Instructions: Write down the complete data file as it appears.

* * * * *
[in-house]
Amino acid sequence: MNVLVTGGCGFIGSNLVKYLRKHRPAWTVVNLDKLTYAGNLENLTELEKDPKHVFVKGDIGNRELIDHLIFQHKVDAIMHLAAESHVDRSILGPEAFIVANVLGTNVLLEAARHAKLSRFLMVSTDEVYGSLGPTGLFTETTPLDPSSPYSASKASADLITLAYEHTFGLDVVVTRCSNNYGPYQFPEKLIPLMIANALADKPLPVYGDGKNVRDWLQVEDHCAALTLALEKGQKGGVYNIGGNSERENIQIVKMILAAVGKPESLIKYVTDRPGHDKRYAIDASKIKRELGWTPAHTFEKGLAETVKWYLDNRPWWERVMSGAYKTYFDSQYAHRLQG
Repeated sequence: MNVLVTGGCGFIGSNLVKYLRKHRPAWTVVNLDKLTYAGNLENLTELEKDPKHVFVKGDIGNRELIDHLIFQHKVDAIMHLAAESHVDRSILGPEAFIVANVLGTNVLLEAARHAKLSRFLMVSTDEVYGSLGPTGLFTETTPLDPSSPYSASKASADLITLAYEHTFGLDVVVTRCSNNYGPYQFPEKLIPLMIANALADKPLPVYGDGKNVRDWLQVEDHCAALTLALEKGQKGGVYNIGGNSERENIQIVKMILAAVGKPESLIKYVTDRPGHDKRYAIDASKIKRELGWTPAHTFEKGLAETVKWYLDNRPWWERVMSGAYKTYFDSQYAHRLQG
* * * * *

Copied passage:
[in-house]
Amino acid sequence: MNVLVTGGCGFIGSNLVKYLRKHRPAWTVVNLDKLTYAGNLENLTELEKDPKHVFVKGDIGNRELIDHLIFQHKVDAIMHLAAESHVDRSILGPEAFIVANVLGTNVLLEAARHAKLSRFLMVSTDEVYGSLGPTGLFTETTPLDPSSPYSASKASADLITLAYEHTFGLDVVVTRCSNNYGPYQFPEKLIPLMIANALADKPLPVYGDGKNVRDWLQVEDHCAALTLALEKGQKGGVYNIGGNSERENIQIVKMILAAVGKPESLIKYVTDRPGHDKRYAIDASKIKRELGWTPAHTFEKGLAETVKWYLDNRPWWERVMSGAYKTYFDSQYAHRLQG
Repeated sequence: MNVLVTGGCGFIGSNLVKYLRKHRPAWTVVNLDKLTYAGNLENLTELEKDPKHVFVKGDIGNRELIDHLIFQHKVDAIMHLAAESHVDRSILGPEAFIVANVLGTNVLLEAARHAKLSRFLMVSTDEVYGSLGPTGLFTETTPLDPSSPYSASKASADLITLAYEHTFGLDVVVTRCSNNYGPYQFPEKLIPLMIANALADKPLPVYGDGKNVRDWLQVEDHCAALTLALEKGQKGGVYNIGGNSERENIQIVKMILAAVGKPESLIKYVTDRPGHDKRYAIDASKIKRELGWTPAHTFEKGLAETVKWYLDNRPWWERVMSGAYKTYFDSQYAHRLQG